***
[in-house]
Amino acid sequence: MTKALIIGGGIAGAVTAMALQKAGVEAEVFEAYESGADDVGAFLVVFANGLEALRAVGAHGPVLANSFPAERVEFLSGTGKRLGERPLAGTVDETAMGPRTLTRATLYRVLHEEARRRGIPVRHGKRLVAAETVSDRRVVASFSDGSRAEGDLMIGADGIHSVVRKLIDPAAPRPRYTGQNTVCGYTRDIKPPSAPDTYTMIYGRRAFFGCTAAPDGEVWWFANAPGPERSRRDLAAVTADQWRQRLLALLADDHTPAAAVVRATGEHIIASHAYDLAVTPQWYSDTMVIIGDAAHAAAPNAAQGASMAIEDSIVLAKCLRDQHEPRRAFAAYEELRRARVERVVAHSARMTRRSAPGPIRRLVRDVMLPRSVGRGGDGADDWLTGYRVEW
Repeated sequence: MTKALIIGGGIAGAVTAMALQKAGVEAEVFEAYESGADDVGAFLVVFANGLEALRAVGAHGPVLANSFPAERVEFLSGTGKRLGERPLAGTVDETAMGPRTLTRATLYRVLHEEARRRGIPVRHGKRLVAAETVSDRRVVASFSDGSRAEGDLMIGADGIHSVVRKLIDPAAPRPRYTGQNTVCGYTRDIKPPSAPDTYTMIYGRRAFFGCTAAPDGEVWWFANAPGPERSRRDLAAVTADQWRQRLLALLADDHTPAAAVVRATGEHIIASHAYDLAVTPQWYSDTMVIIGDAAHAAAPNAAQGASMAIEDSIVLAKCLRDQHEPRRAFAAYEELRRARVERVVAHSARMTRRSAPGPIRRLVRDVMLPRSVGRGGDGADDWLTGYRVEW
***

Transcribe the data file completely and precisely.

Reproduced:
[in-house]
Amino acid sequence: MTKALIIGGGIAGAVTAMALQKAGVEAEVFEAYESGADDVGAFLVVFANGLEALRAVGAHGPVLANSFPAERVEFLSGTGKRLGERPLAGTVDETAMGPRTLTRATLYRVLHEEARRRGIPVRHGKRLVAAETVSDRRVVASFSDGSRAEGDLMIGADGIHSVVRKLIDPAAPRPRYTGQNTVCGYTRDIKPPSAPDTYTMIYGRRAFFGCTAAPDGEVWWFANAPGPERSRRDLAAVTADQWRQRLLALLADDHTPAAAVVRATGEHIIASHAYDLAVTPQWYSDTMVIIGDAAHAAAPNAAQGASMAIEDSIVLAKCLRDQHEPRRAFAAYEELRRARVERVVAHSARMTRRSAPGPIRRLVRDVMLPRSVGRGGDGADDWLTGYRVEW
Repeated sequence: MTKALIIGGGIAGAVTAMALQKAGVEAEVFEAYESGADDVGAFLVVFANGLEALRAVGAHGPVLANSFPAERVEFLSGTGKRLGERPLAGTVDETAMGPRTLTRATLYRVLHEEARRRGIPVRHGKRLVAAETVSDRRVVASFSDGSRAEGDLMIGADGIHSVVRKLIDPAAPRPRYTGQNTVCGYTRDIKPPSAPDTYTMIYGRRAFFGCTAAPDGEVWWFANAPGPERSRRDLAAVTADQWRQRLLALLADDHTPAAAVVRATGEHIIASHAYDLAVTPQWYSDTMVIIGDAAHAAAPNAAQGASMAIEDSIVLAKCLRDQHEPRRAFAAYEELRRARVERVVAHSARMTRRSAPGPIRRLVRDVMLPRSVGRGGDGADDWLTGYRVEW